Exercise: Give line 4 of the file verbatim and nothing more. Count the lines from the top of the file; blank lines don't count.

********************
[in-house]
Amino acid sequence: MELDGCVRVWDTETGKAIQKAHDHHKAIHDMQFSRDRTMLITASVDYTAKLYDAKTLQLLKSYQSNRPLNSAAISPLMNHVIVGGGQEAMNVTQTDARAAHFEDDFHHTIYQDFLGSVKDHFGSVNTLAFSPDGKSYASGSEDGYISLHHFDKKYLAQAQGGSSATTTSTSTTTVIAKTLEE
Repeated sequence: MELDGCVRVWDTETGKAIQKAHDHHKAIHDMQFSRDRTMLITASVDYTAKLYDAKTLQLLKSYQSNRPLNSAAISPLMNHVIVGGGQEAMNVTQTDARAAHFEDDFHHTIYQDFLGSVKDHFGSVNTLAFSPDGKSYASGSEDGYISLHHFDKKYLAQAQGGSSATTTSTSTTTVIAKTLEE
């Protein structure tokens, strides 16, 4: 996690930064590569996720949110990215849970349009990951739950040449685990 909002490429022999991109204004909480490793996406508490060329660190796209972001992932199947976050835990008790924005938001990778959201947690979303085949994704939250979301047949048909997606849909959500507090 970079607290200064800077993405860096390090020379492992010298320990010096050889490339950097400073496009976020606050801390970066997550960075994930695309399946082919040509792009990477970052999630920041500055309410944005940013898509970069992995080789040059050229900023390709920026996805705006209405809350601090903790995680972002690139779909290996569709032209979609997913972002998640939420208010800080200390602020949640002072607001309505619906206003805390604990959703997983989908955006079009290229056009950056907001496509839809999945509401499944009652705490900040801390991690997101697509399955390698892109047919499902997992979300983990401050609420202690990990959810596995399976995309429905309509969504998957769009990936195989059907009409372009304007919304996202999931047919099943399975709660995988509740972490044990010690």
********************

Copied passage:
């Protein structure tokens, strides 16, 4: 996690930064590569996720949110990215849970349009990951739950040449685990 909002490429022999991109204004909480490793996406508490060329660190796209972001992932199947976050835990008790924005938001990778959201947690979303085949994704939250979301047949048909997606849909959500507090 970079607290200064800077993405860096390090020379492992010298320990010096050889490339950097400073496009976020606050801390970066997550960075994930695309399946082919040509792009990477970052999630920041500055309410944005940013898509970069992995080789040059050229900023390709920026996805705006209405809350601090903790995680972002690139779909290996569709032209979609997913972002998640939420208010800080200390602020949640002072607001309505619906206003805390604990959703997983989908955006079009290229056009950056907001496509839809999945509401499944009652705490900040801390991690997101697509399955390698892109047919499902997992979300983990401050609420202690990990959810596995399976995309429905309509969504998957769009990936195989059907009409372009304007919304996202999931047919099943399975709660995988509740972490044990010690």